Jon Hamm of Bleacher Report: “So if neither Millsap nor Butler is a realistic option, who might be? If the past is any indication, Oklahoma City could be on the hunt for an up-and-coming player in his fourth NBA season or less. Sources within the team believe the benefit of restricted free agency is too great to pass up: Unrestricted free agency creates for volatility and uncertainty. Restricted free agency at least gives the team a chance to match offers from other franchises. Players like Washington’s Otto Porter Jr., Phoenix’s T.J. Warren, or Chicago’s Doug McDermott could potentially be made available. While those players aren’t star-caliber now, they have room to grow.”
Erik Horne: “Per stats.nba.com, the Thunder makes the second-fewest passes in the league per game (266.5). Toronto is last at 263.4. But the Thunder ranks fifth in the league in assist-to-pass ratio (8.1). Most of that efficiency can be attributed to Westbrook’s nightly brilliance, but the bigs are emerging as more efficient passers as well. On fewer touches per game than last season, Adams (45.3 tpg last year, 37.7 this year) and Kanter (44.0 tpg last year, 33.4 this year) have each increased their assist percentages, or percentage of teammate field goals they’ve assisted on while in the game. Adams assisted on 4.2 percent of field goals while in the game last season and is up to 5.7 percent this season. Kanter’s jump has been even more drastic, from 3.2 percent to 7.4 percent.”
Patrick Redford of Deadspin: “Utah’s ceiling still probably puts them below the Houston-Golden State-San Antonio triumvirate, but their grind-it-out style seems well-suited to the playoffs. They already play the slowest pace in the league, and when transition opportunities dry up in the playoffs, they won’t skip a beat. That’s far away, and the Jazz are still very young, but they’re more than just the team with the good-hair guy. They could legitimately make some noise in the playoffs this year, untested as they are.”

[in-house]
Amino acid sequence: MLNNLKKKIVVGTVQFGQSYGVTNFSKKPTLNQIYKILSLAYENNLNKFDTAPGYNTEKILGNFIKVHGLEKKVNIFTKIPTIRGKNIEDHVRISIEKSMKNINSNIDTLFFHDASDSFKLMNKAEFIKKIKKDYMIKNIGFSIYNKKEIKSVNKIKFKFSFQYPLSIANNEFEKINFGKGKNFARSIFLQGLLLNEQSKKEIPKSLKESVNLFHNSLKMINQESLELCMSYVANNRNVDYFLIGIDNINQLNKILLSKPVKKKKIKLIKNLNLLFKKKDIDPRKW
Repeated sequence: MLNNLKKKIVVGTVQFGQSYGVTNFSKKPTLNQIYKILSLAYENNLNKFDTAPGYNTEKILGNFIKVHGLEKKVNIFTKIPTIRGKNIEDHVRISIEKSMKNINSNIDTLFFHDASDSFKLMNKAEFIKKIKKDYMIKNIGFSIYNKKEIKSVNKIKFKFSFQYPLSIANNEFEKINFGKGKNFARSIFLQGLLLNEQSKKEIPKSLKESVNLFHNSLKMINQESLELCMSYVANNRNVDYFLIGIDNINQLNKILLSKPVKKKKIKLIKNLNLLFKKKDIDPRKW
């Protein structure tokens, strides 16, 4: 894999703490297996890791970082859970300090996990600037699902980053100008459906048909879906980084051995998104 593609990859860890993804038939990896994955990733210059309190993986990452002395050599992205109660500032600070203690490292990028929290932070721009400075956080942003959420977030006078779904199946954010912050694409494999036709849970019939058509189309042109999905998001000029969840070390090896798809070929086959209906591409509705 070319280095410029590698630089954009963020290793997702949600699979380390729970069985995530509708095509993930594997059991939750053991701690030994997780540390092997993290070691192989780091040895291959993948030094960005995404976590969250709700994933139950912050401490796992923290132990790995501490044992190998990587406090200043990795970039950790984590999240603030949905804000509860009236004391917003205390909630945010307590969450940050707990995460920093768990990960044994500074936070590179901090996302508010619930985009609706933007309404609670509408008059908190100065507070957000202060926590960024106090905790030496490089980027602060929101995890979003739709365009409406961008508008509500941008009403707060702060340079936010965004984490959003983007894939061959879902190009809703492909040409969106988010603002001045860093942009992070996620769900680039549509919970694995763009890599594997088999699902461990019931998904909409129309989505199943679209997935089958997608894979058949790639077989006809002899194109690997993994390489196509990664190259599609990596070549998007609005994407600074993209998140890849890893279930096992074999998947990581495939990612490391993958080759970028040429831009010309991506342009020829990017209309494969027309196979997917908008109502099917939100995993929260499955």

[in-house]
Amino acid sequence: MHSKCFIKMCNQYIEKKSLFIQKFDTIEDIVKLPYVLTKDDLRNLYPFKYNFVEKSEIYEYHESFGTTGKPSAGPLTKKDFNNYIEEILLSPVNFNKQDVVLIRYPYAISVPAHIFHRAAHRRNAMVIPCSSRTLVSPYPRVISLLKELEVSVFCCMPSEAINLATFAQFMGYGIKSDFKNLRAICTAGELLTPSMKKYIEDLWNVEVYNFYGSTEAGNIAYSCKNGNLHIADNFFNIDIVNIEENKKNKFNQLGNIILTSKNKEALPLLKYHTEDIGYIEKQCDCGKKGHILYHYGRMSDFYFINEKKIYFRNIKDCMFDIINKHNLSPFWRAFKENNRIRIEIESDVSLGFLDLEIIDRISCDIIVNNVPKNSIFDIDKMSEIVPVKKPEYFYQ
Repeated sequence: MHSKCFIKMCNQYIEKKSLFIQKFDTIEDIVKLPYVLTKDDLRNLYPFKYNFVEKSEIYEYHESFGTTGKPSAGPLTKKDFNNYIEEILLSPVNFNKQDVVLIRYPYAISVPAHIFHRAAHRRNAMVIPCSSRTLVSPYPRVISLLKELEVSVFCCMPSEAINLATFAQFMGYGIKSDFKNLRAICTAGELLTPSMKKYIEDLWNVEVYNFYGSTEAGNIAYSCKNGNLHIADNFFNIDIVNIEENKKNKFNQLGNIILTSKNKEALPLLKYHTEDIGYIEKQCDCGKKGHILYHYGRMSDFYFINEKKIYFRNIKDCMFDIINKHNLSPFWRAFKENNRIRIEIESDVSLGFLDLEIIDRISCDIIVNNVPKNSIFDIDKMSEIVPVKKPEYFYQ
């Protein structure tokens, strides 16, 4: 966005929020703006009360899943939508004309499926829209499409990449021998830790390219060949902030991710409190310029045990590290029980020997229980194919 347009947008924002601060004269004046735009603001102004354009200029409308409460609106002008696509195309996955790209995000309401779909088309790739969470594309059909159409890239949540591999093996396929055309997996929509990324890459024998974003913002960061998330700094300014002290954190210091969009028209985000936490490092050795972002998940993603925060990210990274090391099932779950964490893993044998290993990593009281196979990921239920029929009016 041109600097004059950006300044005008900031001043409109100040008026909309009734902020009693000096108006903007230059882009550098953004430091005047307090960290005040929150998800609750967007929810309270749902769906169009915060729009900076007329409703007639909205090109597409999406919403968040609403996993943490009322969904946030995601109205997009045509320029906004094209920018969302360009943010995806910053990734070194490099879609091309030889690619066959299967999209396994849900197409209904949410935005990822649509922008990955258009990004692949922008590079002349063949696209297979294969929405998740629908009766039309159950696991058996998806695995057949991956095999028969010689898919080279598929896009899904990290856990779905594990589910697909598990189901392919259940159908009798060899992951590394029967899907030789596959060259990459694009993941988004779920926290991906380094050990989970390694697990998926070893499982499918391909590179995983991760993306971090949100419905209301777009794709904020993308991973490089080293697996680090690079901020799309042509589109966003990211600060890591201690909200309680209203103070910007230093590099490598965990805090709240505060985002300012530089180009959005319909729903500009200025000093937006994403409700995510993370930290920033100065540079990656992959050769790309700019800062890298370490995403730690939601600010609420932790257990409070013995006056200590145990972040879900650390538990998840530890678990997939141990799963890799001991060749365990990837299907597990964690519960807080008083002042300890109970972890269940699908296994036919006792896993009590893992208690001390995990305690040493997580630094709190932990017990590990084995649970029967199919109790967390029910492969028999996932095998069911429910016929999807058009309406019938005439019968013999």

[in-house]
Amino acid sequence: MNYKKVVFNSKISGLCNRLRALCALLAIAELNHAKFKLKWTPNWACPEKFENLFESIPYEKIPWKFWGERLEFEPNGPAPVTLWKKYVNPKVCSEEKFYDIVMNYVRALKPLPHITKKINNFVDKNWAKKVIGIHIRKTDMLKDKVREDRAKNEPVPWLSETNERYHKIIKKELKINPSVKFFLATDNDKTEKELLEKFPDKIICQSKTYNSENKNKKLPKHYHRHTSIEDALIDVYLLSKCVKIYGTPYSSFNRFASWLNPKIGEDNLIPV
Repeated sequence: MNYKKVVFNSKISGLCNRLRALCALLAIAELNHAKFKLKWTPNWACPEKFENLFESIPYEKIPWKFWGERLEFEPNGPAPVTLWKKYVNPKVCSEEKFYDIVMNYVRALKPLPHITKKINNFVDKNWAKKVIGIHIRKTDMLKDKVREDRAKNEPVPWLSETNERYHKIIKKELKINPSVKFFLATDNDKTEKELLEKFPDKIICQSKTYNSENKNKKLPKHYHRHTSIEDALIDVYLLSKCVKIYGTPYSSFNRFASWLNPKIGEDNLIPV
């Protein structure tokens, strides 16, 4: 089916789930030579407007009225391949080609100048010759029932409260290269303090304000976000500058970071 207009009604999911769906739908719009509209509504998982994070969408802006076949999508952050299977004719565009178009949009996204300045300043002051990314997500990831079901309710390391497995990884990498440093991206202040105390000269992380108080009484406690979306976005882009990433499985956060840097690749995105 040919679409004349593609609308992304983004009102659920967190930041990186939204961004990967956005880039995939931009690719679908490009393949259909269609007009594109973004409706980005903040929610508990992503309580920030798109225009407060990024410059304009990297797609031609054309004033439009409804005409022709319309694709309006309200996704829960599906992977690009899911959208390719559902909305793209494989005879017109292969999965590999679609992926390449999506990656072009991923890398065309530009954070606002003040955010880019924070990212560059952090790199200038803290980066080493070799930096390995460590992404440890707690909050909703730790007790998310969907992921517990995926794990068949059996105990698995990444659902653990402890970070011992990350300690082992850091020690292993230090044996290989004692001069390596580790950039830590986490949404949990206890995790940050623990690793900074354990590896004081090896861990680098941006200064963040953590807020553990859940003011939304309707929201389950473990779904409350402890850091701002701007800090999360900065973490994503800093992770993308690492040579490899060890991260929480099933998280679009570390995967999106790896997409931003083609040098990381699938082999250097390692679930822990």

Andre Roberson has some fuel for tonight: “At the end of that game, I felt like we got disrespected in a way. Them launching 3s at the end, I didn’t take that too kindly. And we remember that. We bring it up on film and we’ll come out tomorrow aggressive and try to get after them.”
Marc Stein of ESPN.com: “Sources with knowledge of the Bulls’ thinking emphatically deny the notion that All-Star swingman Jimmy Butler is available. Given all the chaos enveloping the Bulls lately, with considerable doubt bubbling about how much longer Rajon Rondo will stick around Chicago, hanging onto one of the game’s best two-way players seems prudent.”
Matt Moore of CBSSports.com: “Whether Butler remains in Chicago long-term or not is a different question. Chicago is facing a difficult decision about whether to just accept this team isn’t going anywhere and embrace a true rebuilding effort, or to keep trying to stay above water and hope it puts together a special year. And the answer to that question is difficult to answer. The best way to approach this is probably like this: If a team calls and offers a dynamite, multiple-pick, multi-prospect offer for Butler, the Bulls will listen and talk about it. But picking up the phone when it rings, and being the one to make the call are different.
As always, it’s difficult to tell whether the Bulls are coming or going, and so the most reasonable thing to assume is that they’re standing pat.”